The RADAR repository: a resource for studies of infectious agents and their transmissibility by transfusion

The RADAR repository: a resource for studies of infectious agents and their transmissibility by... BACKGROUND: An ongoing issue in transfusion medicine is whether newly identified or emerging pathogens can be transmitted by transfusion. One method to study this question is through the use of a contemporary linked donor‐recipient repository. STUDY DESIGN AND METHODS: The Retrovirus Epidemiology Donor Study Allogeneic Donor and Recipient (RADAR) repository was established between 2000 and 2003 by seven blood centers and eight collaborating hospitals. Specimens from consented donors were collected, components from their donations were routed to participating hospitals, and recipients of these units gave enrollment and follow‐up specimens for long‐term storage. The repository was designed to show that zero transmissions to enrolled recipients would indicate with 95 percent confidence that the transfusion transmission rate of an agent with prevalence of 0.05 to 1 percent was lower than 25 percent. RESULTS: The repository contains pre‐ and posttransfusion specimens from 3,575 cardiac, vascular, and orthopedic surgery patients, linked to 13,201 donation specimens. The mean number of RADAR donation exposures per recipient is 3.85. The distribution of components transfused is 77 percent red cells, 13 percent whole blood–derived platelet concentrates, and 10 percent fresh frozen plasma. A supplementary unlinked donation repository containing 99,906 specimens from 84,339 donors was also established and can be used to evaluate the prevalence of an agent and validate assay(s) performance before accessing the donor‐recipient–linked repository. Recipient testing conducted during the establishment of RADAR revealed no transmissions of human immunodeficiency virus, hepatitis C virus, or human T‐lymphotropic virus. CONCLUSIONS: RADAR is a contemporary donor‐recipient repository that can be accessed to study the transfusion transmissibility of emerging agents. http://www.deepdyve.com/assets/images/DeepDyve-Logo-lg.png Transfusion Wiley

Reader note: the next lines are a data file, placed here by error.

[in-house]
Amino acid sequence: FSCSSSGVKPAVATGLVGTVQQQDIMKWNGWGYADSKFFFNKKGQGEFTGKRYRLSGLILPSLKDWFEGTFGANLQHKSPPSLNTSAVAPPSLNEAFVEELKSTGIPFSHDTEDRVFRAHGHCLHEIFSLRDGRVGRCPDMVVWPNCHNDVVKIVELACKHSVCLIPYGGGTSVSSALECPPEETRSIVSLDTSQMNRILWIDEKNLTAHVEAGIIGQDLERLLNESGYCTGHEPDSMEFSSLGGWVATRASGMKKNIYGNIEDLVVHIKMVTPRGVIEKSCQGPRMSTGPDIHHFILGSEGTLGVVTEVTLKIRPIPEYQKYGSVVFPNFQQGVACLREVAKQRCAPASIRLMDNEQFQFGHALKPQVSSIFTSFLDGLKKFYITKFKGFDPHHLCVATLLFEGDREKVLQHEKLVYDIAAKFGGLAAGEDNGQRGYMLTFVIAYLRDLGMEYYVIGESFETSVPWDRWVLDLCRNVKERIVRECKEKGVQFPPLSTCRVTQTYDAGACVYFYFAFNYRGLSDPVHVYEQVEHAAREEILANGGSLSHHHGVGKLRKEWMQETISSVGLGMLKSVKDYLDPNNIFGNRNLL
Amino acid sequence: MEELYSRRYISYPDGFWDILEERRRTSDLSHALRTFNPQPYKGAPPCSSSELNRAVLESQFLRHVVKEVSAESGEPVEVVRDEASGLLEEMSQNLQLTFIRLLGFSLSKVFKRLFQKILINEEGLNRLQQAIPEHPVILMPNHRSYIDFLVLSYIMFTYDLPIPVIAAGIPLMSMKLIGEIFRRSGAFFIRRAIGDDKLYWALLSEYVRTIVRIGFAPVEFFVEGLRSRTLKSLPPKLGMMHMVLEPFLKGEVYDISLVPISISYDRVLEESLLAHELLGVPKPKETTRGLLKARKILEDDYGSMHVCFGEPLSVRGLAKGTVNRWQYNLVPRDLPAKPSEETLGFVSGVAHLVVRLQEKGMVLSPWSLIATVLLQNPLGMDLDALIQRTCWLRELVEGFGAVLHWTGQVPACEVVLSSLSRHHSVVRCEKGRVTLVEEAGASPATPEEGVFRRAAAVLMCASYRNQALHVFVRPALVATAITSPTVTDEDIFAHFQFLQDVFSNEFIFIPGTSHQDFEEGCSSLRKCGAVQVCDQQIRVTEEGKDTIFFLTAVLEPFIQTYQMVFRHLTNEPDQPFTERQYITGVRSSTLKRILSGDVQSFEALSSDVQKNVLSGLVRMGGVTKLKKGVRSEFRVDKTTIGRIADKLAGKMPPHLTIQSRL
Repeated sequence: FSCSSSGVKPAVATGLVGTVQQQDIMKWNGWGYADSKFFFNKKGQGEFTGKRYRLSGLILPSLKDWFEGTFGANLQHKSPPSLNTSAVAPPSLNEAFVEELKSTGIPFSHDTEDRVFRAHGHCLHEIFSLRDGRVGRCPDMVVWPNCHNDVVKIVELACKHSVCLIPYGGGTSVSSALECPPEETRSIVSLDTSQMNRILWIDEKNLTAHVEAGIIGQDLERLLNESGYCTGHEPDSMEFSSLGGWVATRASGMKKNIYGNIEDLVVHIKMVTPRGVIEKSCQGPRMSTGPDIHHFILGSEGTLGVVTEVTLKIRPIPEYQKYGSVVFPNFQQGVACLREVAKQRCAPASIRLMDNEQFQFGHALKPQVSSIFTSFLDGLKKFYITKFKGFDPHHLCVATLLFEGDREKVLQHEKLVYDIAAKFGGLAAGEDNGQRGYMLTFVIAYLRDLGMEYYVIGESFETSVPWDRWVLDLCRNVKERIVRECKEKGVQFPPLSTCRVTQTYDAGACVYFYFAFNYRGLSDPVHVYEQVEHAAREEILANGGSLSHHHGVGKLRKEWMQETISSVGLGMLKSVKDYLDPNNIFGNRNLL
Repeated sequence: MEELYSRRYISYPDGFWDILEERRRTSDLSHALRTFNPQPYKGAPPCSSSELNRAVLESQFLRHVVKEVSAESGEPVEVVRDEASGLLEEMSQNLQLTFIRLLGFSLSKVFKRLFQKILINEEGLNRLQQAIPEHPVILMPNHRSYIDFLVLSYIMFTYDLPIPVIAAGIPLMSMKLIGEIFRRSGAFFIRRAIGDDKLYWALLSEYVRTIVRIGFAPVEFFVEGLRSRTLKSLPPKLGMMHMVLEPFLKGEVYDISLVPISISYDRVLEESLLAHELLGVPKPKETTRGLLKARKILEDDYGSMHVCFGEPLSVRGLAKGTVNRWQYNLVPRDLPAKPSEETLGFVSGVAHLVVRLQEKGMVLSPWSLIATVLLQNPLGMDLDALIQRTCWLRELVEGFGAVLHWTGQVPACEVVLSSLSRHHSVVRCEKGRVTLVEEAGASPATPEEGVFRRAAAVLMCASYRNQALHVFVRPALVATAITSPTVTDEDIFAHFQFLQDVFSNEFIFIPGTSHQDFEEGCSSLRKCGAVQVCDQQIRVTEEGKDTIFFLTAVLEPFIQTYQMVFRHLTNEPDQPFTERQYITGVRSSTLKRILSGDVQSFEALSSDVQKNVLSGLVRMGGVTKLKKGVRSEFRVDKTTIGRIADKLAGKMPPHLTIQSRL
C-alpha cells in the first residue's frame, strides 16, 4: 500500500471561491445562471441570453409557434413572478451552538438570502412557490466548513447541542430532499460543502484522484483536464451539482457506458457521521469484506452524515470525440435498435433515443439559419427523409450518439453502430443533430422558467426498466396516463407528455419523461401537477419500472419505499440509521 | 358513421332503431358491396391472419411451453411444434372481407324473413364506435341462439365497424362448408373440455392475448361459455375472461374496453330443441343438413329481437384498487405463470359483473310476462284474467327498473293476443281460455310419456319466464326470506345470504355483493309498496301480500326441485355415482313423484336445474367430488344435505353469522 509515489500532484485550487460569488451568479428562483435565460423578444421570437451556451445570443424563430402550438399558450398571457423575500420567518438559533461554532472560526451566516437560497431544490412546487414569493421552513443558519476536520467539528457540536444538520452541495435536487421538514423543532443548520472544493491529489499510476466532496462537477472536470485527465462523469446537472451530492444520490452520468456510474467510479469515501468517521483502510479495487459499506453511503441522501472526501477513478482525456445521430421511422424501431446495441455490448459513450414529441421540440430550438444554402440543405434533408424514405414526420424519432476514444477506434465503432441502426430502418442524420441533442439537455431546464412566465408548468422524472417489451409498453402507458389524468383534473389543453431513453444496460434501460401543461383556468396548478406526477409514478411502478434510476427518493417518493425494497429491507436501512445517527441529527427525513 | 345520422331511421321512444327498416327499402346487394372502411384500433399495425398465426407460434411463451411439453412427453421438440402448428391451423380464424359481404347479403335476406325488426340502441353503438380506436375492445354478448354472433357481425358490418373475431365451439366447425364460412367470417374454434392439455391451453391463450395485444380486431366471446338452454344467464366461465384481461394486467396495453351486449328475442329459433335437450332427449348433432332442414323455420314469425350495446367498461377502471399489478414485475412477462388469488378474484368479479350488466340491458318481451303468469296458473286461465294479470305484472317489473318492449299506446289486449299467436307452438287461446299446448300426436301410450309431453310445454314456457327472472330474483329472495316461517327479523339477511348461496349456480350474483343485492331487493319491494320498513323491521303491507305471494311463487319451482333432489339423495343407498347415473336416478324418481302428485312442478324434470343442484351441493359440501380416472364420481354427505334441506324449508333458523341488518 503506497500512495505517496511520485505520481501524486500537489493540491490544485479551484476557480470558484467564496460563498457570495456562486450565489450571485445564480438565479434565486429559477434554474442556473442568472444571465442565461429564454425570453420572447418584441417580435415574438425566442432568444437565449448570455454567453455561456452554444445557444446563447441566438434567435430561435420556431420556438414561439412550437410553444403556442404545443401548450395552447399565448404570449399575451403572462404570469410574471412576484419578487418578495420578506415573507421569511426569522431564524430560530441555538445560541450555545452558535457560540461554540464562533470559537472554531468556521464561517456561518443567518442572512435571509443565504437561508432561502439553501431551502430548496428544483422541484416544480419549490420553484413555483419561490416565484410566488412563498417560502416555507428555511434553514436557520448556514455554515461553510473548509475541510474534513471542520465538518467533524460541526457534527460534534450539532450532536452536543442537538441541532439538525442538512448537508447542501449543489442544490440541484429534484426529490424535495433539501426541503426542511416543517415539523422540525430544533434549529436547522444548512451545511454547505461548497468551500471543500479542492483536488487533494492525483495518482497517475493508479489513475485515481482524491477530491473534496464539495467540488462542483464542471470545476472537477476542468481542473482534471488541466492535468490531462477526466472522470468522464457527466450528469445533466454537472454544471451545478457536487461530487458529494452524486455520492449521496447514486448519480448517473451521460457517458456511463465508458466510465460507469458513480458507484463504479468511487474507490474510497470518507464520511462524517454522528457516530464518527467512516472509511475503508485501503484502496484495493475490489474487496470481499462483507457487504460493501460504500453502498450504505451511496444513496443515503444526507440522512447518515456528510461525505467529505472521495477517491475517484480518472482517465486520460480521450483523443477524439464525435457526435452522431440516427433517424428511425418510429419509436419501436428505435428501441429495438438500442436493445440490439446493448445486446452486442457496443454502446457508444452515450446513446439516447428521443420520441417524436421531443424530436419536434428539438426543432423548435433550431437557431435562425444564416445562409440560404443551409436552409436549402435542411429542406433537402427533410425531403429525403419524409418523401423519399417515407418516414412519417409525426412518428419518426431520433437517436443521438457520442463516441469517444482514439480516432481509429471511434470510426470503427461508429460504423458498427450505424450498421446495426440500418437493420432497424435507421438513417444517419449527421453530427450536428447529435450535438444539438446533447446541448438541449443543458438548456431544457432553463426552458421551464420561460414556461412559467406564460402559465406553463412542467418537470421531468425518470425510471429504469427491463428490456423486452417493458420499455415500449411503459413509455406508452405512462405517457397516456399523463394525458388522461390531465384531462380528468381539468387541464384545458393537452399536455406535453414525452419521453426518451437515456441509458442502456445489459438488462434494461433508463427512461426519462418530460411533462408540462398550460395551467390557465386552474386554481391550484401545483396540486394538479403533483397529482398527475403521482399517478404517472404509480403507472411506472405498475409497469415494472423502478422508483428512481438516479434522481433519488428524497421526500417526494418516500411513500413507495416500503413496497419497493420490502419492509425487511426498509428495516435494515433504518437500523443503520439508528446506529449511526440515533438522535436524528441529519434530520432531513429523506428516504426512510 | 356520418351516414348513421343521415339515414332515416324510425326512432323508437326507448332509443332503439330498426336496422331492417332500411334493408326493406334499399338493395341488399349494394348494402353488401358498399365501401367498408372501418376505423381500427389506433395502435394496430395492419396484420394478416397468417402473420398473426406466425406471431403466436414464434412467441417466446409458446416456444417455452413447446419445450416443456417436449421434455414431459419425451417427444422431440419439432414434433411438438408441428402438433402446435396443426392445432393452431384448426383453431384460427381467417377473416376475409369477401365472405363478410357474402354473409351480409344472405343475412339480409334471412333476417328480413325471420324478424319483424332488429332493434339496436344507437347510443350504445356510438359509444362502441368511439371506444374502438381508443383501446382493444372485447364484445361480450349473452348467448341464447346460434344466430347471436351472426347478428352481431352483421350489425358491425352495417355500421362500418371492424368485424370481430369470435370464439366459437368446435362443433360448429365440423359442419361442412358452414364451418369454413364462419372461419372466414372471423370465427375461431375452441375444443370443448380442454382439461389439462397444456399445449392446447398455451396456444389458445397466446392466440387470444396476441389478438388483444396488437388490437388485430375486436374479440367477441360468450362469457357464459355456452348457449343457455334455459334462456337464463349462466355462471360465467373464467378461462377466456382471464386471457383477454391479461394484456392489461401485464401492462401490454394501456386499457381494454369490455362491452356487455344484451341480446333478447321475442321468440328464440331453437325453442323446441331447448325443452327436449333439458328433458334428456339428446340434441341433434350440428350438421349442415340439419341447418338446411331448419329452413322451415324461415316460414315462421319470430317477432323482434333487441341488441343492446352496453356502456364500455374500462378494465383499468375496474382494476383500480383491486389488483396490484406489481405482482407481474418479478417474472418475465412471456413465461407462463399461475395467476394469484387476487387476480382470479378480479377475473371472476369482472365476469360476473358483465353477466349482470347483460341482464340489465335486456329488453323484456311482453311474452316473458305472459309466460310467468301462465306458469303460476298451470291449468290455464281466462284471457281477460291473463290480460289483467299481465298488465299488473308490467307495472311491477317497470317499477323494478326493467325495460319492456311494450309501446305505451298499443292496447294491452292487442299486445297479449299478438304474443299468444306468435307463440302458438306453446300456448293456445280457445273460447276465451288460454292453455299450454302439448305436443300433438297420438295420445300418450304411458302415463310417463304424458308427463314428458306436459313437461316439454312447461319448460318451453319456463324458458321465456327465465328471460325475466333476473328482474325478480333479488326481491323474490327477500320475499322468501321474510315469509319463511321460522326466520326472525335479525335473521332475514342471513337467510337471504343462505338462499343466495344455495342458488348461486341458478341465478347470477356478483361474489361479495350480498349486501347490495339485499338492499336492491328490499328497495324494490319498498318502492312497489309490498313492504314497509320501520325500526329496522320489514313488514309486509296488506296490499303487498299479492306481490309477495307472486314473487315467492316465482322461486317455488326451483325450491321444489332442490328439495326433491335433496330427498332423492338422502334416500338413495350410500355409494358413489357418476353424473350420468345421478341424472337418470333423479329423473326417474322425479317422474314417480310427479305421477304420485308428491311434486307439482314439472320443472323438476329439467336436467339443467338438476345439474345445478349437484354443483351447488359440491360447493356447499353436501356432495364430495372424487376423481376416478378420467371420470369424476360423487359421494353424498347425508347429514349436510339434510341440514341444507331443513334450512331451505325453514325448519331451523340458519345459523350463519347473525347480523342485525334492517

The RADAR repository: a resource for studies of infectious agents and their transmissibility by transfusion

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Publisher
Wiley
Copyright
Copyright © 2005 Wiley Subscription Services, Inc., A Wiley Company
ISSN
0041-1132
eISSN
1537-2995
DOI
10.1111/j.1537-2995.2005.00171.x
Publisher site
See Article on Publisher Site

Abstract

BACKGROUND: An ongoing issue in transfusion medicine is whether newly identified or emerging pathogens can be transmitted by transfusion. One method to study this question is through the use of a contemporary linked donor‐recipient repository. STUDY DESIGN AND METHODS: The Retrovirus Epidemiology Donor Study Allogeneic Donor and Recipient (RADAR) repository was established between 2000 and 2003 by seven blood centers and eight collaborating hospitals. Specimens from consented donors were collected, components from their donations were routed to participating hospitals, and recipients of these units gave enrollment and follow‐up specimens for long‐term storage. The repository was designed to show that zero transmissions to enrolled recipients would indicate with 95 percent confidence that the transfusion transmission rate of an agent with prevalence of 0.05 to 1 percent was lower than 25 percent. RESULTS: The repository contains pre‐ and posttransfusion specimens from 3,575 cardiac, vascular, and orthopedic surgery patients, linked to 13,201 donation specimens. The mean number of RADAR donation exposures per recipient is 3.85. The distribution of components transfused is 77 percent red cells, 13 percent whole blood–derived platelet concentrates, and 10 percent fresh frozen plasma. A supplementary unlinked donation repository containing 99,906 specimens from 84,339 donors was also established and can be used to evaluate the prevalence of an agent and validate assay(s) performance before accessing the donor‐recipient–linked repository. Recipient testing conducted during the establishment of RADAR revealed no transmissions of human immunodeficiency virus, hepatitis C virus, or human T‐lymphotropic virus. CONCLUSIONS: RADAR is a contemporary donor‐recipient repository that can be accessed to study the transfusion transmissibility of emerging agents.

Journal

TransfusionWiley

Published: Jul 1, 2005

References

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